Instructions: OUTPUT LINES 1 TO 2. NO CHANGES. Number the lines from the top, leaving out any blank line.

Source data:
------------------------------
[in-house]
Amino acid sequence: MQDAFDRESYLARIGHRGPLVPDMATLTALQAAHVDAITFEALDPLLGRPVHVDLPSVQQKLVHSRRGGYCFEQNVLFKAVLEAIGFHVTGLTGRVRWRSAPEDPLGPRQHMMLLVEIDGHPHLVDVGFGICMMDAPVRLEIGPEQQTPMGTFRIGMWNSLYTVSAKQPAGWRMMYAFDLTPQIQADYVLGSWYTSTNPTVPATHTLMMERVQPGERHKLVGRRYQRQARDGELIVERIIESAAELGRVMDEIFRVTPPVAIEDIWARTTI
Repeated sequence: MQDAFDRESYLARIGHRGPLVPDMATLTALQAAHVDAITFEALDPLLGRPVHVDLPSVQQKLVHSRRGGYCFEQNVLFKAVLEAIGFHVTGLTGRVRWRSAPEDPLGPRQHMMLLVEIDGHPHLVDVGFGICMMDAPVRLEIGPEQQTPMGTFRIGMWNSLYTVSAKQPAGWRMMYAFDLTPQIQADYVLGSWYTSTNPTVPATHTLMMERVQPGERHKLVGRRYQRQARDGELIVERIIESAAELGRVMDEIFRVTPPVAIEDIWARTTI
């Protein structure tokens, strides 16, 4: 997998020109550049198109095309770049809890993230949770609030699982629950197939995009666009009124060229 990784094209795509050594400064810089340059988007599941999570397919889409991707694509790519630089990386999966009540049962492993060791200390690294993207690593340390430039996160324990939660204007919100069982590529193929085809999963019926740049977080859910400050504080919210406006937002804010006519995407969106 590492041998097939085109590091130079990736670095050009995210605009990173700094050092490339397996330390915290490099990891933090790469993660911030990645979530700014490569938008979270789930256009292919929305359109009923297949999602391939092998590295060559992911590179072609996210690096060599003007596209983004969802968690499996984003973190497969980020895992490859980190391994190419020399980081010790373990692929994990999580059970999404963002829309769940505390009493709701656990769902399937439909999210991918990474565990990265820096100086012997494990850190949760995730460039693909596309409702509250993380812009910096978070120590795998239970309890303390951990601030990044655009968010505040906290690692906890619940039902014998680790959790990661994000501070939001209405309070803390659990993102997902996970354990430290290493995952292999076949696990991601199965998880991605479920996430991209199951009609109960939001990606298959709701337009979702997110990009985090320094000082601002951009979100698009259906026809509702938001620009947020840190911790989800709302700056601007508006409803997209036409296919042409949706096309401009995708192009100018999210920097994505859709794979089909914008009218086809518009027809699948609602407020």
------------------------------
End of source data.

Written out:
[in-house]
Amino acid sequence: MQDAFDRESYLARIGHRGPLVPDMATLTALQAAHVDAITFEALDPLLGRPVHVDLPSVQQKLVHSRRGGYCFEQNVLFKAVLEAIGFHVTGLTGRVRWRSAPEDPLGPRQHMMLLVEIDGHPHLVDVGFGICMMDAPVRLEIGPEQQTPMGTFRIGMWNSLYTVSAKQPAGWRMMYAFDLTPQIQADYVLGSWYTSTNPTVPATHTLMMERVQPGERHKLVGRRYQRQARDGELIVERIIESAAELGRVMDEIFRVTPPVAIEDIWARTTI